Do you have any friends who are really light drinkers? I get very influenced by light or no-drinking friends because I do feel their judgement (even if unstated!) if I over-consume!

    I haven’t bought any alcohol since I’ve been back home except in a restaurant dining out. I haven’t actually thought about buying a bottle to have at home during stress-free school holiday times. But once term hits I do find my thoughts drifting towards a drink on Friday nights.

    • I have light drinking friends but I don’t feel judged. I like anonymous support, especially online as I can chose when I access it. If it was a friend, they I’d be like, “I want to see friend but then they’ll be all like how’s your drinking and I don’t want to talk with them about it today.”

      Now we both have to deal with stress in other ways this term.

  2. It sounds like the authors dealt with people whom they thought were alcoholics and they recommended no drinking for them. I expect there is a continuum that creeps up to problem drinking, and some of the people affected can drink in moderation while others can’t. I liked the approach in the earlier book you referenced, in which it was all about building replacement habits.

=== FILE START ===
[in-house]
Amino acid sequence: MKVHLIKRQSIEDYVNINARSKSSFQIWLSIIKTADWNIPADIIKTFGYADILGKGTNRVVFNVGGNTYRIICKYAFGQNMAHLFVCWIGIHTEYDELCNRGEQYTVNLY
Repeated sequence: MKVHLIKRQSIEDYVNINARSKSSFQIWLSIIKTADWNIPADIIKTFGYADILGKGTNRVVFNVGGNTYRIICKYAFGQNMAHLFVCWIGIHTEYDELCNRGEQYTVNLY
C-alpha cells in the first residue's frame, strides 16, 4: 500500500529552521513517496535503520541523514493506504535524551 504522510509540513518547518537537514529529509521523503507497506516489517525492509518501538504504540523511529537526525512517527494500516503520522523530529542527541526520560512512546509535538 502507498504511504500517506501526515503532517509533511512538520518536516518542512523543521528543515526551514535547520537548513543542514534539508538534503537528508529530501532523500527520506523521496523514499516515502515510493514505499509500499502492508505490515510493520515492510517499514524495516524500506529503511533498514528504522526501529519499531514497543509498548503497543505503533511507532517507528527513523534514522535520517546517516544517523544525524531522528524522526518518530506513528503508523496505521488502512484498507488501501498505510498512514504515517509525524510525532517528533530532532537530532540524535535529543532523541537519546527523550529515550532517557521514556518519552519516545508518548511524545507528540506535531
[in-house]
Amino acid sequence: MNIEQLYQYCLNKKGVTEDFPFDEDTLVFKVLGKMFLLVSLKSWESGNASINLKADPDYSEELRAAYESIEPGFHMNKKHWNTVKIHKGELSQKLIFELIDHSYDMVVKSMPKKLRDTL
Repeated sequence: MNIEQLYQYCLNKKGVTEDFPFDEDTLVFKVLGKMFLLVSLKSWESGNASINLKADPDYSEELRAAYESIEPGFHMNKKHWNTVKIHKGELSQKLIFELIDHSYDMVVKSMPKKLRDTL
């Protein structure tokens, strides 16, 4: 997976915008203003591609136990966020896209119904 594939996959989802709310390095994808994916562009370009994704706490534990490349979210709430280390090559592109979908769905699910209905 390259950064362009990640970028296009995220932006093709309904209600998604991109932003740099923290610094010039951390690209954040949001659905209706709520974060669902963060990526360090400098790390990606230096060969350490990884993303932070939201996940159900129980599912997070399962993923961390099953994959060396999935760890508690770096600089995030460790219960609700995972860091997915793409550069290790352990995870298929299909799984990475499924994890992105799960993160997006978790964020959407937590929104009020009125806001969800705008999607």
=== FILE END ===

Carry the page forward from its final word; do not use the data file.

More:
• I definitely think for some there is a creeping continuum. And also problems are problems at different levels. We don’t all have the same “rock bottom”. My rock bottom isn’t losing a job, house or relationship. Mine is my doctor looking askance at me.

      That’s why I think really bad stories don’t work. Too easy to say, “That’s not me.” And for others to say, “You’re not that bad.”

  3. I’m a light drinker and can happily go without. Fiona- I found it interesting that you felt judged; I have usually felt the same way about not drinking! It’s awful to be the only sober person in a room full of drinkers “C’mon, you must. One won’t hurt you.” And always being asked “Why don’t you drink?” I just didn’t really like the taste.
    That being said, I have at last found super sweet wine that I am happy to enjoy now that I’m over 50!

  4. Definitely a stress eater – at least three donuts inhaled… today. Mindfulness is so much less on calories, so I should just take the time.

    I think the ‘abstain’ model works for some – I know that the Happiness blogger, American, now has a podcast (don’t they all) talks about there’s different people – the all or nothing (abstainers) and then those who need boundaries, but moderaters can work within those… Different strokes y’known. Gretchen Rubin is her name!

    • I borrowed two of Rubin’s books this month. Half way through one.

      I am generally an abstainer. One chocolate = lots of chocolate. One handful of chips = the whole big packet. I’d like to be a moderate one. I think Dar would be a moderate type of person. I’m a gutsy, all or nothing type.